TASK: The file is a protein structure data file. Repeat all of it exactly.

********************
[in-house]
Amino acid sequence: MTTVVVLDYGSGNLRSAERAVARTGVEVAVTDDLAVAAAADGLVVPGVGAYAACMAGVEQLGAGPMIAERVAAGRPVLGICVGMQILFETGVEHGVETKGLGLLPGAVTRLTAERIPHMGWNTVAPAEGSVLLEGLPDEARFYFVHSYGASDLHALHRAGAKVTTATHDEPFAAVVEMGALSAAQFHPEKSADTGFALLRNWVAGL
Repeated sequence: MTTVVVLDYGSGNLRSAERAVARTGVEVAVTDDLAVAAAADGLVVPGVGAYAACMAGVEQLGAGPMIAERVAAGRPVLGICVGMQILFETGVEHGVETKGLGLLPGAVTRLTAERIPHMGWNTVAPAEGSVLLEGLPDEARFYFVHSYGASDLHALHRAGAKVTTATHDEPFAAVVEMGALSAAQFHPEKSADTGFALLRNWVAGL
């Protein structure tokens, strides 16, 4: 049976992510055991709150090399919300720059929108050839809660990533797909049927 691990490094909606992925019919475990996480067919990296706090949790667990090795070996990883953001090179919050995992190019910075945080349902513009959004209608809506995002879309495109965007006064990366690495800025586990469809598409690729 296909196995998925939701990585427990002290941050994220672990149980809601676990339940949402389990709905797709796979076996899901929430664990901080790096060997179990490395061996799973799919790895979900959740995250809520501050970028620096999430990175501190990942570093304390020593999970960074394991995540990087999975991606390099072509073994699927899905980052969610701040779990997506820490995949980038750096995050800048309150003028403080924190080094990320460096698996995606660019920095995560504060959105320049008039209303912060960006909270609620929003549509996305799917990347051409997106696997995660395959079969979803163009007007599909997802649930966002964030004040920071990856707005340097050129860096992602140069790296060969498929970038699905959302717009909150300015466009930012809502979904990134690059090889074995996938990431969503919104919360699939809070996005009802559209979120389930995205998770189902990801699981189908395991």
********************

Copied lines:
[in-house]
Amino acid sequence: MTTVVVLDYGSGNLRSAERAVARTGVEVAVTDDLAVAAAADGLVVPGVGAYAACMAGVEQLGAGPMIAERVAAGRPVLGICVGMQILFETGVEHGVETKGLGLLPGAVTRLTAERIPHMGWNTVAPAEGSVLLEGLPDEARFYFVHSYGASDLHALHRAGAKVTTATHDEPFAAVVEMGALSAAQFHPEKSADTGFALLRNWVAGL
Repeated sequence: MTTVVVLDYGSGNLRSAERAVARTGVEVAVTDDLAVAAAADGLVVPGVGAYAACMAGVEQLGAGPMIAERVAAGRPVLGICVGMQILFETGVEHGVETKGLGLLPGAVTRLTAERIPHMGWNTVAPAEGSVLLEGLPDEARFYFVHSYGASDLHALHRAGAKVTTATHDEPFAAVVEMGALSAAQFHPEKSADTGFALLRNWVAGL
């Protein structure tokens, strides 16, 4: 049976992510055991709150090399919300720059929108050839809660990533797909049927 691990490094909606992925019919475990996480067919990296706090949790667990090795070996990883953001090179919050995992190019910075945080349902513009959004209608809506995002879309495109965007006064990366690495800025586990469809598409690729 296909196995998925939701990585427990002290941050994220672990149980809601676990339940949402389990709905797709796979076996899901929430664990901080790096060997179990490395061996799973799919790895979900959740995250809520501050970028620096999430990175501190990942570093304390020593999970960074394991995540990087999975991606390099072509073994699927899905980052969610701040779990997506820490995949980038750096995050800048309150003028403080924190080094990320460096698996995606660019920095995560504060959105320049008039209303912060960006909270609620929003549509996305799917990347051409997106696997995660395959079969979803163009007007599909997802649930966002964030004040920071990856707005340097050129860096992602140069790296060969498929970038699905959302717009909150300015466009930012809502979904990134690059090889074995996938990431969503919104919360699939809070996005009802559209979120389930995205998770189902990801699981189908395991």